Although the ability to act on genomic information may confer some benefit, we should avoid making assumptions about how patients and research participants from underserved communities may view the potential value of such information. This point is especially salient given the expanding notions of benefits related to genetic testing information, including the use of findings to shape preventive screening or other less “treatment-oriented” interventions, such as educational interventions related to future developmental disabilities. In fact, the use of genomic information to shape prevention strategies for adult-onset conditions may even help underserved families mitigate future expenses for unexpected medical care. We must be careful not to prematurely narrow the informational possibilities for families because of a perception that genomic information is not valuable to those with little or limited access to health care services.8 

Returning genomic findings from research settings to underserved populations may also demand considerations beyond issues of access and perceptions of utility. For example, returning findings associated with adult-onset disease might actually put research participants and their families at further disadvantage if the information were used discriminatorily by future employers or insurance companies. This possibility is especially concerning for individuals who may wish to disclose their research findings to health care providers but are unprotected by current genetic privacy legislation.9  These concerns provide further support to Ross and Clayton’s5  argument that secondary findings should never be mandatorily returned to participants.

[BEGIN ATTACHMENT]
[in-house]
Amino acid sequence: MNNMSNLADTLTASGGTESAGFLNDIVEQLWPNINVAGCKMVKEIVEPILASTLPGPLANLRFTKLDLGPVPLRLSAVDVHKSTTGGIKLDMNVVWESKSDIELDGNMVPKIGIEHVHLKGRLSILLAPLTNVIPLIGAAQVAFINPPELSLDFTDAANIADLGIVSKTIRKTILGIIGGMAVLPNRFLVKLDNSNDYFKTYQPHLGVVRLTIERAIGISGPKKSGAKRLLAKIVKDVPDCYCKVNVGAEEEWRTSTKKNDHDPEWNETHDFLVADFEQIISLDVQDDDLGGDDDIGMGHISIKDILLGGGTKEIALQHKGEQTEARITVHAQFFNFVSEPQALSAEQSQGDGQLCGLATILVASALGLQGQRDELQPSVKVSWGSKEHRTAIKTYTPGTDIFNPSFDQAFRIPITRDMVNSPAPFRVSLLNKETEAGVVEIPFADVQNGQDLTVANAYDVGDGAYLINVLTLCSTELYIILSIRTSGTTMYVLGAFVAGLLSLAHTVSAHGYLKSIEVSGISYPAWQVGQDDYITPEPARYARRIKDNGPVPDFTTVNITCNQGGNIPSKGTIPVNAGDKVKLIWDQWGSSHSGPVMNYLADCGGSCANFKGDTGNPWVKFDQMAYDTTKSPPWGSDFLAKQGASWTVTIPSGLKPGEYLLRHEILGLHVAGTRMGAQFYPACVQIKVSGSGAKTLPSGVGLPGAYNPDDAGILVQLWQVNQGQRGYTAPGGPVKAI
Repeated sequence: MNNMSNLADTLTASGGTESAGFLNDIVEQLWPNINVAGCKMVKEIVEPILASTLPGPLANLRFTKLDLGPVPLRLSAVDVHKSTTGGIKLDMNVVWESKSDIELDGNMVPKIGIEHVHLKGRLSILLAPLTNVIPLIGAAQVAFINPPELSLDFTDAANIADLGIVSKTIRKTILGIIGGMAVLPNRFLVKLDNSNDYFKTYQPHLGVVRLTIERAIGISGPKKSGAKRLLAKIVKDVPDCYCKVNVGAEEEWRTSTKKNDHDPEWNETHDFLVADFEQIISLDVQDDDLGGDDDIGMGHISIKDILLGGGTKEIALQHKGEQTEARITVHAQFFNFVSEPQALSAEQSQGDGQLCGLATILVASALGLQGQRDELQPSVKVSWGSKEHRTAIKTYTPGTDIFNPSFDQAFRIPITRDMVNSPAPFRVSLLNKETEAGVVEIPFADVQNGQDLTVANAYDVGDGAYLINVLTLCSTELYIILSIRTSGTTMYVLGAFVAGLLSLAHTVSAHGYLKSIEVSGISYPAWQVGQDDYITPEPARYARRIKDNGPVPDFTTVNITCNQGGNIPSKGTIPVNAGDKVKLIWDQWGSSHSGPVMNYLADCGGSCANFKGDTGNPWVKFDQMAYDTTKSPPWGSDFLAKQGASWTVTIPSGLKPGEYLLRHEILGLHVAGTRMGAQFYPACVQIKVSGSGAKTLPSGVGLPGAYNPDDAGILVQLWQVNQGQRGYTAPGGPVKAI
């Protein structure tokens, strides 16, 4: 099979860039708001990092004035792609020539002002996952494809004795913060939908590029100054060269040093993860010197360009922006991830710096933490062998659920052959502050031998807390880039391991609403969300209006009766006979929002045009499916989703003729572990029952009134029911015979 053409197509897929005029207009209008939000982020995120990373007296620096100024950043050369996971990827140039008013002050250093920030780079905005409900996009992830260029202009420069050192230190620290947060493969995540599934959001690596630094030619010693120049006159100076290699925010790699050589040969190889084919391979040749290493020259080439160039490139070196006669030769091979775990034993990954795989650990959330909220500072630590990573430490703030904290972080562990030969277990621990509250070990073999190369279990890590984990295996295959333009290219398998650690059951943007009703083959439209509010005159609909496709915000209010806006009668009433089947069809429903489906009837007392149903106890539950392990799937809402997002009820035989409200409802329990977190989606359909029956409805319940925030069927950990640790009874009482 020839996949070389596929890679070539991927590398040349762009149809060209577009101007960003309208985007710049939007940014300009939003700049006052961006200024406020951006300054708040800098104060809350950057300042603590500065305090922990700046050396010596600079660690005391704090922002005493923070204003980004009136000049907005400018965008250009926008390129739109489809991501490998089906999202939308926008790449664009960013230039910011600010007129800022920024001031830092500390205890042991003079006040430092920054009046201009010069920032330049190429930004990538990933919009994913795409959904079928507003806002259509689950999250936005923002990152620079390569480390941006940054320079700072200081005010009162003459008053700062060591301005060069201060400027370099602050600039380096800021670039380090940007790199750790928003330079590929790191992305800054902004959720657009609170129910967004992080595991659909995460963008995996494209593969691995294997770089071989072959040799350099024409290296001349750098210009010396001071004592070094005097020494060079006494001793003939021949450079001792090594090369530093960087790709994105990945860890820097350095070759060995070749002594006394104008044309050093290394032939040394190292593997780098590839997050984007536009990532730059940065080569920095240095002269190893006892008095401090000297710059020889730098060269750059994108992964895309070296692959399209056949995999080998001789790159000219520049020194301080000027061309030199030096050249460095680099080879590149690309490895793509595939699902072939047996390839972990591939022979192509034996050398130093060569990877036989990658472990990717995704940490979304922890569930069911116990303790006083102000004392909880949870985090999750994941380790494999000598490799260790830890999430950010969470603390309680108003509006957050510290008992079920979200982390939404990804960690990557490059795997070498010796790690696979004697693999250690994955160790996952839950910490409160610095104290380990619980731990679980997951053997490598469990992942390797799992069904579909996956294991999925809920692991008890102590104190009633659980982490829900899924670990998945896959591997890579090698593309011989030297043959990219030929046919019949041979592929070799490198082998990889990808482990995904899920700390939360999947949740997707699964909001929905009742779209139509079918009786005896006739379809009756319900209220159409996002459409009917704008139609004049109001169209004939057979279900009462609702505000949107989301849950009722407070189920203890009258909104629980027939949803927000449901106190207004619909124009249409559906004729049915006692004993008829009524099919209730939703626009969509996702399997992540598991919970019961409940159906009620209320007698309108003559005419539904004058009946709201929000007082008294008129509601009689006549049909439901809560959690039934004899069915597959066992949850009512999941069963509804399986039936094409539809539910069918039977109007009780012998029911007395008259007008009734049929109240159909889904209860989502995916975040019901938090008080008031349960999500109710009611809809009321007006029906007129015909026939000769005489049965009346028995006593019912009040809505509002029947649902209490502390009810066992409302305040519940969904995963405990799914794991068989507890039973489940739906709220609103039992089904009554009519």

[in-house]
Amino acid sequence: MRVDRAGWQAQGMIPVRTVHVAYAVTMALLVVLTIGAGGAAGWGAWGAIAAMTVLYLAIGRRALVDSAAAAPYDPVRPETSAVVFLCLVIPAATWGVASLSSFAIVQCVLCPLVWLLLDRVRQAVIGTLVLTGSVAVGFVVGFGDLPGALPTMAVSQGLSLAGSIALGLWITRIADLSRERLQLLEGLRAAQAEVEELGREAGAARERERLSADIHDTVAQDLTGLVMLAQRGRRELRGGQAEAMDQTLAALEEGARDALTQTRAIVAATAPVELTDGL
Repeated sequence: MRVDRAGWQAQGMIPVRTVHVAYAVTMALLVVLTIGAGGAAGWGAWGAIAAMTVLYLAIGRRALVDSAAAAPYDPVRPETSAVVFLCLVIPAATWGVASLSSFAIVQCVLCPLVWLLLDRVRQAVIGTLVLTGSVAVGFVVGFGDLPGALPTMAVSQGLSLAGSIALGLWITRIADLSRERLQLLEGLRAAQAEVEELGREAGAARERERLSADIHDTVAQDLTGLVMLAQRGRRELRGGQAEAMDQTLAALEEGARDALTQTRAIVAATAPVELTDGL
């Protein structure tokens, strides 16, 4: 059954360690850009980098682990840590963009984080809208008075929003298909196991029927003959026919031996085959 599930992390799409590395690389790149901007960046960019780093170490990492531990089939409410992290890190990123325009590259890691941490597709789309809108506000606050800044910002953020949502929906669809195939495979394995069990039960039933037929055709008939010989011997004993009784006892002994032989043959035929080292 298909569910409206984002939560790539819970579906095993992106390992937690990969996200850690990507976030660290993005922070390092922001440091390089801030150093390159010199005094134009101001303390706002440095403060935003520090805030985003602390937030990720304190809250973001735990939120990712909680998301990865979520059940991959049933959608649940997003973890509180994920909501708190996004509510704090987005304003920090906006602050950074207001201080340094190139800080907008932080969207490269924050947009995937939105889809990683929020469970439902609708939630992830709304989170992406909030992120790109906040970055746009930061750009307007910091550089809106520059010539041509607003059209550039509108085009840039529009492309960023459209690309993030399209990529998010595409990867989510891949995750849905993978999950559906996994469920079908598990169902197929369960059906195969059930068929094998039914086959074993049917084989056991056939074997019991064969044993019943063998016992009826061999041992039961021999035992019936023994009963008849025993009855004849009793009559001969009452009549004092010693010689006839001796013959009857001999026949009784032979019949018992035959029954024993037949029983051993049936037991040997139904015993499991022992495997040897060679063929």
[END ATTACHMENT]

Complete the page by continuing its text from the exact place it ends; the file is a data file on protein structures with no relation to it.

Ross and Clayton5  rightfully call for more psychological and clinical studies on the impact of secondary genomic findings. It is crucial that this research include the potentially unique concerns and considerations within underserved or underrepresented communities. Without these data, we may be reinforcing a system in which either disclosing or withholding genomic findings could lead to an inequitable outcome and could ultimately exacerbate the very health disparities we hope genomic medicine can help address.10  As is true of health care in general, genomic medicine should work toward a system in which the value of genomic information is not dictated by the recipient’s socioeconomic status. Because genomics is in many ways still in its infancy, it is now time to more fully consider justice and equity issues as we weigh rights, harms, and benefits in our dialogue about the value of adult-onset genomic findings.

I thank Drs Marsha Michie and Kyle Brothers for their review of this commentary.

Opinions expressed in these commentaries are those of the authors and not necessarily those of the American Academy of Pediatrics or its Committees.

COMPANION PAPER: A companion to this article can be found online at www.pediatrics.org/cgi/doi/10.1542/peds.2010-1031.

FUNDING: No external funding.

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Competing Interests

POTENTIAL CONFLICT OF INTEREST: Dr Goldenberg was a member of the Newborn Sequencing in Genomic Medicine and Public Health program’s Ethics and Policy Advisory Board.

FINANCIAL DISCLOSURE: The author has indicated he has no financial relationships relevant to this article to disclose.